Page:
The Horror of War
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I have no clear idea what shape the world will be in by the time you read this. The cold-blooded terrorist attacks left all of us staring into the future with a numbing mixture of grief and anger and fear.
As a nation we have faced many steep challenges, but we've been mercifully free of worry about the world's woes crossing our borders to claim innocent lives. The horror of war, for Americans not in uniform, has always been an abstract concept. I think this safe distance from the front lines has shaped our sometimes oversimplified view of international events and the aggressive course of U.S. foreign policy. But now, even as the American public backs extensive military action, we are no longer shielded from the full realization of what war means for men, women, and children.
Everywhere you looked were pictures of missing people, thousands and thousands of them, placed by desperate friends and relatives, in hopes that a miracle might occur.... These sheets of paper are absolutely heartbreaking. The pictures of the missing show people of every nationality and race, every age and religion, describing their physical characteristics and identifying features and telling when they were last heard from.... The pictures show them hugging their wife or husband, holding their child or a pet, embracing friends in a bar. They are so young. So vibrant. So innocent.
This is not an account from Berlin 1945 or Beirut 1982 or Sarajevo 1994. This is an e-mail from my friend Ron Williams, describing scenes outside his front door in New York City. Even now, many days after the attack, it chokes me up to read it. So does another passage from the letter in which Ron (co-founder of Detroit's Metro-Times alternative weekly) describes the spontaneous crowd that gathered along Manhattan's West Side highway waving flags and homemade banners to cheer firefighters, police, and other rescue workers heading home after 18- and 24-hour shifts searching for wounded in the rubble of the World Trade Center.
American flags have appeared all over Minneapolis, too, and for the first time since I grew aware of the Vietnam War as a grade schooler, I can gaze upon the red, white, and blue in a completely unambiguous light. The brave firefighters; the bereaved families; flag-waving New Yorkers; nervous Islamic-Americans; clergy and other leaders appealing for tolerance; my neighbors and I nervously sharing news on the sidewalk each evening-we're all united as Americans in our sadness at this tragedy and in our resolve that an atrocity will not break our spirit. These feelings are heightened for me by the memory of how my I first heard about the attack from election volunteers while voting in our local primary, and how my wife Julie and I got further details from an older black man we met walking home from the polls. "Those are our people," he said, shaking his head. "Those are our people."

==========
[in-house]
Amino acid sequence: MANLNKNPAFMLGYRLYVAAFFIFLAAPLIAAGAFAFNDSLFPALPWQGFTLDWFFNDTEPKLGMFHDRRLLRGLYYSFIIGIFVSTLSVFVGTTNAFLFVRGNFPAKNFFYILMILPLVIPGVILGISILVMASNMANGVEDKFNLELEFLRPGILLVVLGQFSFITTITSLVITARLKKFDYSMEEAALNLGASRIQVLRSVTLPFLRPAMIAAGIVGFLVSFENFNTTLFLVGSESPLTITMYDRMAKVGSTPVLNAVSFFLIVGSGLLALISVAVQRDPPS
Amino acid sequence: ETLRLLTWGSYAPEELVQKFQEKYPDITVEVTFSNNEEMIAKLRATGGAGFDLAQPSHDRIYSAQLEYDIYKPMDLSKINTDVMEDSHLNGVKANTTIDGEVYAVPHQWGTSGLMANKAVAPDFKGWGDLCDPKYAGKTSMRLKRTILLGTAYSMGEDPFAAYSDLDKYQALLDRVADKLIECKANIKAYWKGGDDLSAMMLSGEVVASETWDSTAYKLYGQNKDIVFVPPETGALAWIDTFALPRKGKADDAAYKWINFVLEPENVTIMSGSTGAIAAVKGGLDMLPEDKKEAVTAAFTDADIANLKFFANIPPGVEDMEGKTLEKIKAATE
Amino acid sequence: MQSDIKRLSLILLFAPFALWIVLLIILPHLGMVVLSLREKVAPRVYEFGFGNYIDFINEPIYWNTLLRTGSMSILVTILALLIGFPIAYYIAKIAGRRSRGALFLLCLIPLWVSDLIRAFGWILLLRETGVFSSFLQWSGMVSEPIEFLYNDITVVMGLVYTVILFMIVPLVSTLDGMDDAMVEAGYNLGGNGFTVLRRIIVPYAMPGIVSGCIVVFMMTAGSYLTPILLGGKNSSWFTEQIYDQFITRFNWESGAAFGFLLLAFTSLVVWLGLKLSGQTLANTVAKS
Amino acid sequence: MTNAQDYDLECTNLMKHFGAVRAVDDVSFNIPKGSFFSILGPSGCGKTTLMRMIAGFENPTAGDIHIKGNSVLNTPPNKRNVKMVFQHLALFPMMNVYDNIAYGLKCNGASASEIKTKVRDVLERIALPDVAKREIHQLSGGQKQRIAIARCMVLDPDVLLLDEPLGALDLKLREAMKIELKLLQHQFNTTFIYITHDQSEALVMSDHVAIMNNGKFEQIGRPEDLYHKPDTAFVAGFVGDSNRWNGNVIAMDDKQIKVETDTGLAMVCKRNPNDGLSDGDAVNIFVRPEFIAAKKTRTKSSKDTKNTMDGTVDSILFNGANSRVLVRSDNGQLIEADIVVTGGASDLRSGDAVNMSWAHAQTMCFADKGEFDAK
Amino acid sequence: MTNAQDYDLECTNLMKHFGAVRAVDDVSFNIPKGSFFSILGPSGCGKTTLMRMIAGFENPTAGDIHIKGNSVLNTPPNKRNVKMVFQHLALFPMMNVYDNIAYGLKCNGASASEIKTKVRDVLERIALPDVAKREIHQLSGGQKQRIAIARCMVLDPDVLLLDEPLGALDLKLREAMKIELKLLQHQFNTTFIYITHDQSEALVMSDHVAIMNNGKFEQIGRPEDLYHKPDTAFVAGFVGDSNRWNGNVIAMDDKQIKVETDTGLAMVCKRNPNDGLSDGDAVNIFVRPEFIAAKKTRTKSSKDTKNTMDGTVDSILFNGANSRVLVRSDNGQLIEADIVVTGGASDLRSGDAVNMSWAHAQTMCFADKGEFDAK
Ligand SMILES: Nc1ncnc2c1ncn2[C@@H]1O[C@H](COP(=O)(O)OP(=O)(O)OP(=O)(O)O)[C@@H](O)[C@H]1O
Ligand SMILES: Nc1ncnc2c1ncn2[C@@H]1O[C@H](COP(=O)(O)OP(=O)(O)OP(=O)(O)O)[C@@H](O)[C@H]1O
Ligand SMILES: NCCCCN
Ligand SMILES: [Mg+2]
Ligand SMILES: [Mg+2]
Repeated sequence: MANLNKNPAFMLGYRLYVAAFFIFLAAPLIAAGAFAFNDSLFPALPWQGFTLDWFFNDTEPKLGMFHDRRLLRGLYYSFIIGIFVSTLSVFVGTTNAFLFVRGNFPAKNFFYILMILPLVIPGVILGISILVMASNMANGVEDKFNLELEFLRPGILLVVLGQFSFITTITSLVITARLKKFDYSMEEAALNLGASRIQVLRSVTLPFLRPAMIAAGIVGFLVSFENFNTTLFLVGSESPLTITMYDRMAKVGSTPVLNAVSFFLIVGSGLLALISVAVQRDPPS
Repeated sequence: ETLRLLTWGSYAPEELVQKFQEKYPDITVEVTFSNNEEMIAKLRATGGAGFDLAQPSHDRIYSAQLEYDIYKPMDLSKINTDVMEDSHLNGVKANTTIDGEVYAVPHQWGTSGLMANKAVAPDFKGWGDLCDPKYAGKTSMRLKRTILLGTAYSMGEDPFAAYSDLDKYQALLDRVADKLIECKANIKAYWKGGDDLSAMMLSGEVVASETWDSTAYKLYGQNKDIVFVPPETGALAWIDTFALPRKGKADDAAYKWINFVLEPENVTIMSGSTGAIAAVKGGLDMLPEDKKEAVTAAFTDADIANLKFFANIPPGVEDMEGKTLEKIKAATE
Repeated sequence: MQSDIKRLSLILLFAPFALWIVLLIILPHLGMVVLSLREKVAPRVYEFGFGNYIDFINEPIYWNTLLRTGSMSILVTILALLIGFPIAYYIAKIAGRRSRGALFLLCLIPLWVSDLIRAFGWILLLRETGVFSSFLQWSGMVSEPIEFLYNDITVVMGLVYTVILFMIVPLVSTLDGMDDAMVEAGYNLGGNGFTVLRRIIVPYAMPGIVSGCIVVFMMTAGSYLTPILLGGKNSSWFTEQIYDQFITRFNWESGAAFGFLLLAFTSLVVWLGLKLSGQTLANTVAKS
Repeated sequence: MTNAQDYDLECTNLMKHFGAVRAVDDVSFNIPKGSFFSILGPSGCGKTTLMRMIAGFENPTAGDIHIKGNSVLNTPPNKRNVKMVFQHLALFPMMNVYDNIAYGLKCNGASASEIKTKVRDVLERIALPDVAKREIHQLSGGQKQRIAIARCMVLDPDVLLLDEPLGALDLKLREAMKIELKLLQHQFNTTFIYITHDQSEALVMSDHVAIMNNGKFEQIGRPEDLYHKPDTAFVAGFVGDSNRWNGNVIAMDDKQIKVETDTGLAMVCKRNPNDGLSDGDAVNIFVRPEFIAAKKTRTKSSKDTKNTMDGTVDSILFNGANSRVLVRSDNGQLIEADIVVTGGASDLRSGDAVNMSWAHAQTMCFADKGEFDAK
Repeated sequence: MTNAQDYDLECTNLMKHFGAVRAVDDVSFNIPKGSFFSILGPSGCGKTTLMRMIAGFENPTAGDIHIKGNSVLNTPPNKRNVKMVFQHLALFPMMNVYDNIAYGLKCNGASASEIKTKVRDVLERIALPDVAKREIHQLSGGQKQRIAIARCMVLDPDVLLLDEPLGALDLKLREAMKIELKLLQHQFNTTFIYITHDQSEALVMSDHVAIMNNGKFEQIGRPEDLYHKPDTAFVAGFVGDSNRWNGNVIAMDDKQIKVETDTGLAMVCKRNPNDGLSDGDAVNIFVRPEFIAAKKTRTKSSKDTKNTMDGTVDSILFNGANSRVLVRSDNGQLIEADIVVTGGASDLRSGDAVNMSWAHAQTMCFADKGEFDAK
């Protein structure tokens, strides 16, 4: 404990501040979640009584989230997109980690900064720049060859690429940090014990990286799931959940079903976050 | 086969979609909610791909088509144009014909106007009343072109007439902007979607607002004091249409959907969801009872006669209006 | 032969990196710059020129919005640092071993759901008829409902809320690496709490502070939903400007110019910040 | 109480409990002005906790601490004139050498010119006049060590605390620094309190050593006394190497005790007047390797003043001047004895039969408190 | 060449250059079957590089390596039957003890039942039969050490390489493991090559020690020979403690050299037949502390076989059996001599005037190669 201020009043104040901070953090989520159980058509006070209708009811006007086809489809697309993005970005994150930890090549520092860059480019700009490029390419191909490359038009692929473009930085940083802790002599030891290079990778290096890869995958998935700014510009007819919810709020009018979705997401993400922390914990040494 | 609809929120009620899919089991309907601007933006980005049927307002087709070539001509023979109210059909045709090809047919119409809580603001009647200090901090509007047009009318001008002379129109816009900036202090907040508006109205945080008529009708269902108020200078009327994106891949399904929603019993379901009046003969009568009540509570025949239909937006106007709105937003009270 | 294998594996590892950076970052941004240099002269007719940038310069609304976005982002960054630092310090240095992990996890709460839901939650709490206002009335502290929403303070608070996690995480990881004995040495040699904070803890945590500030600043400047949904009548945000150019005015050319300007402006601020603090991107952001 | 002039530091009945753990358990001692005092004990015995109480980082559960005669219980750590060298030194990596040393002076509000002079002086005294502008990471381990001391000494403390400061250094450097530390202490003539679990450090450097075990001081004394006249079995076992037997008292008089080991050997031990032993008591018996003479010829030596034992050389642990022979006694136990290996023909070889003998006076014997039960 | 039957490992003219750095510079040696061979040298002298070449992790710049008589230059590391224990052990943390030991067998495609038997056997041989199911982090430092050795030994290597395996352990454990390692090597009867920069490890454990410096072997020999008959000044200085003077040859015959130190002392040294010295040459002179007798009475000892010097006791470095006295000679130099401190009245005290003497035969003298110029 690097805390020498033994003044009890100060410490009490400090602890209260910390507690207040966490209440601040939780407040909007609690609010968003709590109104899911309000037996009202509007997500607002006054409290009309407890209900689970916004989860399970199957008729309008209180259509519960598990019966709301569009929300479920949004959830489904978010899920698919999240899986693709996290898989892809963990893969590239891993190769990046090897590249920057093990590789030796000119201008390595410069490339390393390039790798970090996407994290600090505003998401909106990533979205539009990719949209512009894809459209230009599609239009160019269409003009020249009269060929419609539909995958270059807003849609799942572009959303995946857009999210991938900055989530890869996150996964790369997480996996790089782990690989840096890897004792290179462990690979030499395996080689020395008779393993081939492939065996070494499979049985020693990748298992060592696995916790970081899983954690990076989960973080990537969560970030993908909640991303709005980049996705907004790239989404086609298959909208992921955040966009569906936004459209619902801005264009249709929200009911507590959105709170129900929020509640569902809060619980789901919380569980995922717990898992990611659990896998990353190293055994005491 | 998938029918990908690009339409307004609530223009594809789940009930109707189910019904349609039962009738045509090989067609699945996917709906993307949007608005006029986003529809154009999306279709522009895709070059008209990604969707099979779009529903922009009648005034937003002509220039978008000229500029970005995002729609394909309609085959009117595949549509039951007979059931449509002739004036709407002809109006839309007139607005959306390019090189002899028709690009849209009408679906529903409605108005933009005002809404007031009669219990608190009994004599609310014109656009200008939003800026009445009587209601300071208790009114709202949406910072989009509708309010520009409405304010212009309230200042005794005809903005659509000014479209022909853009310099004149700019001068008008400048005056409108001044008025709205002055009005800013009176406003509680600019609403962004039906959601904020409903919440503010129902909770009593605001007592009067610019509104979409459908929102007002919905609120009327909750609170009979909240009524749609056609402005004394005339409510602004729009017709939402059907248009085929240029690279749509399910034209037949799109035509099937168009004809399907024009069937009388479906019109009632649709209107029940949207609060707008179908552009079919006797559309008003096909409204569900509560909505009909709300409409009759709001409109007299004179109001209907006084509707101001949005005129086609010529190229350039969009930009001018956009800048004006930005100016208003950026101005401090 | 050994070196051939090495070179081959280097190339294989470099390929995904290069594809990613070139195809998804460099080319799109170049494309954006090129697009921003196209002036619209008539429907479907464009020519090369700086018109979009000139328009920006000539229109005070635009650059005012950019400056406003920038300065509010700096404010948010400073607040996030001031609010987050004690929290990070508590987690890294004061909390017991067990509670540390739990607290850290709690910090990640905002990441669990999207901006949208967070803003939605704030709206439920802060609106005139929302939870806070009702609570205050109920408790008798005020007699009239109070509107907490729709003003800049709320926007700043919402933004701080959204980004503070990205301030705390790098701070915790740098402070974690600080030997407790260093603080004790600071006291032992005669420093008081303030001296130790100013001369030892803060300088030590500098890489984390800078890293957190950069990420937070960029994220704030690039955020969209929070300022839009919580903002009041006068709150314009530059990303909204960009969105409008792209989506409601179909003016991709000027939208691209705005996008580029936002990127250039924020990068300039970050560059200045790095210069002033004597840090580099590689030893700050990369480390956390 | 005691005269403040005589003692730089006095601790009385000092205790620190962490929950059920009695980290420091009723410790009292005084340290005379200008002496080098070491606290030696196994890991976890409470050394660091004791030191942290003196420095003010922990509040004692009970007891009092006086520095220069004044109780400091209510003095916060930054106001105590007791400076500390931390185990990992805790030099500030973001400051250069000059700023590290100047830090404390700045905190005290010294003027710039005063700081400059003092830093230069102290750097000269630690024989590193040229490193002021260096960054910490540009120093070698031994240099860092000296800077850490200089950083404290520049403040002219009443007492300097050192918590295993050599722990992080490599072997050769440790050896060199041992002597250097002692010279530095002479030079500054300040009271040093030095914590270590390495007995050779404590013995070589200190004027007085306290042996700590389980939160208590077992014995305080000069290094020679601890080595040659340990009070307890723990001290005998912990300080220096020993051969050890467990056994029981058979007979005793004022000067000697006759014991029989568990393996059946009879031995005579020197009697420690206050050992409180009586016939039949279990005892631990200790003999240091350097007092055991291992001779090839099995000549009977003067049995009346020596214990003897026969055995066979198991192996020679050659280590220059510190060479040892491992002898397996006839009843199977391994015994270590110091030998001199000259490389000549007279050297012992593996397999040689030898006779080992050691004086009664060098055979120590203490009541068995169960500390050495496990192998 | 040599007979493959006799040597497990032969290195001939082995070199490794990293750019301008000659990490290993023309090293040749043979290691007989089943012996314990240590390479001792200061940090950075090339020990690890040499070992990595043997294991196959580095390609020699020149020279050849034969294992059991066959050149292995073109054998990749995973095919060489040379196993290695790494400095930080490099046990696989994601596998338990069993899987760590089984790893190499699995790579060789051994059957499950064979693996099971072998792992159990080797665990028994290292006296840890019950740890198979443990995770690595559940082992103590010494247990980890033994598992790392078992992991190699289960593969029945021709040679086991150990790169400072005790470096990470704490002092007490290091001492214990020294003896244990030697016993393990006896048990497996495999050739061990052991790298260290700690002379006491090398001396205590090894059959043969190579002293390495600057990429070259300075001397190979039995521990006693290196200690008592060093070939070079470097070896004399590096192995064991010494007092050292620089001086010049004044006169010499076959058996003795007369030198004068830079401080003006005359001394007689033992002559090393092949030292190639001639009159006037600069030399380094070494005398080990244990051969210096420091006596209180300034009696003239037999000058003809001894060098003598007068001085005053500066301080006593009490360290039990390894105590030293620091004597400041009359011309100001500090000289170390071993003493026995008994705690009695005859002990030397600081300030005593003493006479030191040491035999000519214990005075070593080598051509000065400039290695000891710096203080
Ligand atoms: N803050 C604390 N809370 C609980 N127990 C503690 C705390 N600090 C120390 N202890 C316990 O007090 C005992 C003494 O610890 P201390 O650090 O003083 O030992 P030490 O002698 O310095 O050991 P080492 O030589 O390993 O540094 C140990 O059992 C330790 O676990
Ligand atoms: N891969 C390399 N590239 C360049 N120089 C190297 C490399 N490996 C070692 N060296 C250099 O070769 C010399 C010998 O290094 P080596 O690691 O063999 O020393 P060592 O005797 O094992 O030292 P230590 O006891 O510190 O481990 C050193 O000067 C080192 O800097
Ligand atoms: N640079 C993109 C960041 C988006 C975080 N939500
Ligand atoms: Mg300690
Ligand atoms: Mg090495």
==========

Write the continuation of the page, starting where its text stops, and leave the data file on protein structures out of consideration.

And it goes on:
At the same time, my feelings of sadness and patriotism don't translate into automatic support for an all-out military assault on anyone and everyone the White House doesn't like. I want the perpetrators of these vicious murders brought to justice. I want measures in place to protect America from further terrorism. But I don't want husbands and daughters and parents on the other side of world to be thrown into agony simply because their innocent loved ones, like workers at the World Trade Center, were in the wrong place at the wrong time. We won't see these families sobbing on CNN, my friends will not be describing those scenes in e-mail, but it will bring more sadness into my world just the same.
War is probably inevitable, given our political leaders and the psychological dynamics of the global power structure. Still, it seems important for us to remember that responding to terrorism with bloodshed on an even larger scale will only make us less safe. Every new escalation of violence provokes more of the same. It is not unpatriotic to talk of peace. There are good ways to show our strength, to honor those killed, and to ensure national security other than waging war and siphoning massive amounts of money to the military. This view may be wildly out of tune with the American public at this moment in history, but later, as the flames of revenge cool down in people's hearts, many more will understand that a lasting and honest peace is the best protection against new waves of terrorism.
Satish Kumar, a follower of Mahatma Gandhi who walked around much of the world in the 1960s on a pilgrimage for nuclear disarmament, was staying with my friend Ron in Greenwich Village at the time of the attack. They rushed outside after hearing the news and from a sidewalk on Seventh Avenue saw the second jetliner smash into the World Trade Center. Satish, who is editor of the English magazine Resurgence, offered his thoughts in an article for the Mother Earth News Service: "Governments must provide for the security and defense of their citizenry. But parallel with that protection, we must create a new international culture of peace. Peace is the ultimate security, greater than that provided by any government or any armed entity. We spend so much money on our armed forces and weapons. If half of those resources could be devoted to resolving conflicts peacefully, then we might see some good out of the horrific act we recently have experienced."
That's the glimmer of hope I hold through this dark time. As the mightiest military power the world has ever seen, we might gradually come to see that there is more to be ultimately gained from learning the arts of peace than from perfecting the technology of war. Offering this lesson to the world would be the ultimate mark of America's greatness.